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Need advice on Cauliflowers please!

connie77connie77 Posts: 139
Hi everyone, need advice on growing Cauliflowers for the first time please? I am planning to Lime my plot, to grow Cabbages, will this affect me growing Caulifowers? Connie
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  • Busy Bee2Busy Bee2 Posts: 1,005

    Lots of feeding Connie!  I have a gardeners' encyclopedia which describes them as 'gross feeders' which sounds like something from one of those articles about how the nation is becoming obese!! 

  • BobTheGardenerBobTheGardener Leicestershire, UKPosts: 11,337

    Cauliflowers are one of the hardest veg to grow well, so don't be too downhearted if some of them don't produce good heads.  Transplant the young plants to their final positions when they have 5 true leaves, give them plenty of space  and bury them up to the lowest leaf, firming the ground well around the roots and stem.  Adding fish, blood and bone to the soil at planting time will help, after which they need plenty of nitrogen, so regular feeding with home made nettle tea will really help, too.  Don't forget to fleece or net them to prevent the cabbage white butterfly.  Good luck! image

    A trowel in the hand is worth a thousand lost under a bush.
  • Busy Bee2Busy Bee2 Posts: 1,005

    Yes - nettle tea does the trick!

  • Kevin daleKevin dale Posts: 135

    Start Cauliflower's in pots in the greenhouse from seeds when they are big enough put them in individual pots harden them off then plant them outside lots of compost and water them regularly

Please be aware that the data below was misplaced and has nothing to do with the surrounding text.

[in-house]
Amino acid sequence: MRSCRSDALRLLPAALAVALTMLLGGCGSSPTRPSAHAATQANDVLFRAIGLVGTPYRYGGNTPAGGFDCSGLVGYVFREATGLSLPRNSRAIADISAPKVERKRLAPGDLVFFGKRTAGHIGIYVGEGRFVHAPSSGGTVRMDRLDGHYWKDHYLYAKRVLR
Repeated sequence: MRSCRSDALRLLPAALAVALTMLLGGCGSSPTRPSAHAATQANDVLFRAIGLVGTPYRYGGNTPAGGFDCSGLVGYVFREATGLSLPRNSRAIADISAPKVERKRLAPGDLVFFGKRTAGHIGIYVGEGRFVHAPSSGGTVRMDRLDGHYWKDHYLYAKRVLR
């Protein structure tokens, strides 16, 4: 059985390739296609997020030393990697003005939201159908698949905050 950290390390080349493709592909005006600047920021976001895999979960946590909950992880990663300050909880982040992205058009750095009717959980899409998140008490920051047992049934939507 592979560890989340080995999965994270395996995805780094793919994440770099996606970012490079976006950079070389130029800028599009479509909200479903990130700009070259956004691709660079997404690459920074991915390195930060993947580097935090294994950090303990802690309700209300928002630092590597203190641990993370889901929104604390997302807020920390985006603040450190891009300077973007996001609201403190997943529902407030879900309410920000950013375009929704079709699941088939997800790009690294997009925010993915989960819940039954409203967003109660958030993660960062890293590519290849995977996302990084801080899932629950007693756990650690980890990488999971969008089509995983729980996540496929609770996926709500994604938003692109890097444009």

• connie77connie77 Posts: 139
    Thanks again guys (& gals!) for all your great advice, now i finally have my greenhouse up, i will get planting image
  • connie77connie77 Posts: 139
    Hi Bob, just re read your reply, if i have already limed my soil to plant Cauliflowers

    can i feed with fish blood & bone aswell? i am a bit frightened of over doing it! Connie
  • BobTheGardenerBobTheGardener Leicestershire, UKPosts: 11,337

    Hi connie, Yes, it'll be fine.  FB&B is a gentle slow-release fertiliser and won't react badly with the lime, which lowers acidity (this helps to release nutrients in acid soil) and helps prevent club-root disease.  Hopefully you put the lime down in the winter?

    A trowel in the hand is worth a thousand lost under a bush.
  • connie77connie77 Posts: 139

    No Bob, I didn't we spent all Winter clearing the plot of weeds, it has been left for two years unused so, only found out recently about Limeing when i saw another Gentleman using it on his plot, so is it too late to do it? Connie

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